The human CD59 antigen is an 18–25-kDa (in sodium dodecyl sulfate-polyacrylamide gel electrophoresis (SDS-PAGE))glycoprotein that inhibits complement lysis. Because of its independent isolation in different laboratories CD59 has been given various names: p18, membrane attack complex inhibiting factor (MACIF), homologous restriction factor 20 (HRF20) membrane inhibitor of reactive lysis (MIRL) and protectin/CD59. CD59 is very widely expressed in human cells and tissues. It is present on all circulating blood cells, endothelial cells, in most epithelial cells and spermatozoa. In normal human heart CD59 is expressed on myocytes but appears to become lost from infarcted myocardium. The expression of CD59 is strong on most types of malignant cells.
Like DAF, CD59 has a GPI anchor. Enzymatic cleavage of the polypeptide from the anchor phospholipid by phospholipase C (PIPLC) or direct release from cell membranes generate soluble forms of CD59. The phospholipid-containing and free forms can be found in human urine, saliva, tears, breast milk, blood plasma, amniotic fluid and seminal plasma in various ratios. In SDS-PAGE gels CD59 appears as a smear of 18-25 kDa. The gene for CD59 is located on chromosome 11p13 and has four exons. The 77 amino acids of protectin constitute together a distinct domain with five internal disulfide bridges.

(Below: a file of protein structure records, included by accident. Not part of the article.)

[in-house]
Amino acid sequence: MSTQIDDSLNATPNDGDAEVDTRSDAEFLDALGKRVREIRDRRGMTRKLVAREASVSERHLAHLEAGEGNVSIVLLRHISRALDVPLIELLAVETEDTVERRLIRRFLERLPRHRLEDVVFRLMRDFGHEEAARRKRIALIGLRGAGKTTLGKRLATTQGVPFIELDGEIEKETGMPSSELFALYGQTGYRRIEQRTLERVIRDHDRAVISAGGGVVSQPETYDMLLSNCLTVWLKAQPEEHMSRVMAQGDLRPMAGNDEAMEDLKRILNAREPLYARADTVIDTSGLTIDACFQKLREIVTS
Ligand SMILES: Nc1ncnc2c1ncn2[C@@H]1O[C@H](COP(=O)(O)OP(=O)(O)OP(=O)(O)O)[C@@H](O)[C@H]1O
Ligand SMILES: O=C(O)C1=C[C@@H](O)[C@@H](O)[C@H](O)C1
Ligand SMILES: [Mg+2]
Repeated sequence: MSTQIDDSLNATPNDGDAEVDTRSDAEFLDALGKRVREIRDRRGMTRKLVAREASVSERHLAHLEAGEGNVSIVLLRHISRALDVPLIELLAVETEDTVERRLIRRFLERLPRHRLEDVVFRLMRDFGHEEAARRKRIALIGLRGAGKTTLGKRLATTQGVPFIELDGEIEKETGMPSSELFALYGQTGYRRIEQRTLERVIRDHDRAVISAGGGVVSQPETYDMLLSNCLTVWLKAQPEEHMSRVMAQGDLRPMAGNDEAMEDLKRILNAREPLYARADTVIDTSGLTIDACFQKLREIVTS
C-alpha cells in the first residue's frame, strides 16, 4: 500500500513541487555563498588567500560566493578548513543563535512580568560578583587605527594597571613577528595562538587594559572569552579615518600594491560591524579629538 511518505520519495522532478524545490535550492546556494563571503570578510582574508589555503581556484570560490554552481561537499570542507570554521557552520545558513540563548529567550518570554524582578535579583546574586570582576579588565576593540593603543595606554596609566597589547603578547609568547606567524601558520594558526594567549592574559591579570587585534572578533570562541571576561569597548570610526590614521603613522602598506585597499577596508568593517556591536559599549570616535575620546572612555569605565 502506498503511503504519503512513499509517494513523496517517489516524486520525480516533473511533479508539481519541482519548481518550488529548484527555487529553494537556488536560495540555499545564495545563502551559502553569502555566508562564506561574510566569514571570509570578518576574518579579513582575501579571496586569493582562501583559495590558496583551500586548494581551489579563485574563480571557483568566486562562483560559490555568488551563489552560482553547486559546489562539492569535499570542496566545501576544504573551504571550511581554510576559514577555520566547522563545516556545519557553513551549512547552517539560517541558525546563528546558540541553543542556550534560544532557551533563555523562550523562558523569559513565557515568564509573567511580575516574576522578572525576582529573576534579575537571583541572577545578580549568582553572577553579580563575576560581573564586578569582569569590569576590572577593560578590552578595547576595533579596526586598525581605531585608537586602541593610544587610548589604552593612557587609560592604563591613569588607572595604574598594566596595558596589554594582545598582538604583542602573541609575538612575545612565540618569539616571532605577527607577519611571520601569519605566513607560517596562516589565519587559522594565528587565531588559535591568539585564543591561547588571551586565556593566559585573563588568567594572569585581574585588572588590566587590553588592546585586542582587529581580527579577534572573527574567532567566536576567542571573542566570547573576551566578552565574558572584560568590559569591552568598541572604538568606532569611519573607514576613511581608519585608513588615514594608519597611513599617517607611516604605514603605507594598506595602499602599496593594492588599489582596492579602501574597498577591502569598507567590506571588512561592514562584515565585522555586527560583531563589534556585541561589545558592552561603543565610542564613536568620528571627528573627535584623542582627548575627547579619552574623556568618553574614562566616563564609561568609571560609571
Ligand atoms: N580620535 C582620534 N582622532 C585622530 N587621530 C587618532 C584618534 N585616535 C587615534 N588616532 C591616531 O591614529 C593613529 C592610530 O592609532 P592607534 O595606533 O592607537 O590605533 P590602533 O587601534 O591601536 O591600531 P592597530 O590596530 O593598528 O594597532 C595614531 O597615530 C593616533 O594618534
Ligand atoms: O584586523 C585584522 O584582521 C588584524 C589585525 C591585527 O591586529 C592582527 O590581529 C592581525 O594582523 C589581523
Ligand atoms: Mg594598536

Protectin inhibits the final steps of membrane attack complex/MAC assembly on cell membranes. By binding to the C5b-8 complex, protectin limits C9 input and prevents formation of the polymeric C9 complex. The binding sites of erythrocyte protectin on C8 and C9 have been localized to the C8 α chain and the C9b fragment. Like DAF, CD59 can readily incorporate into cell membranes. Binding of CD59 has been shown to occur to HIV, Schistosoma mansoni and E. coli outer cell membranes.
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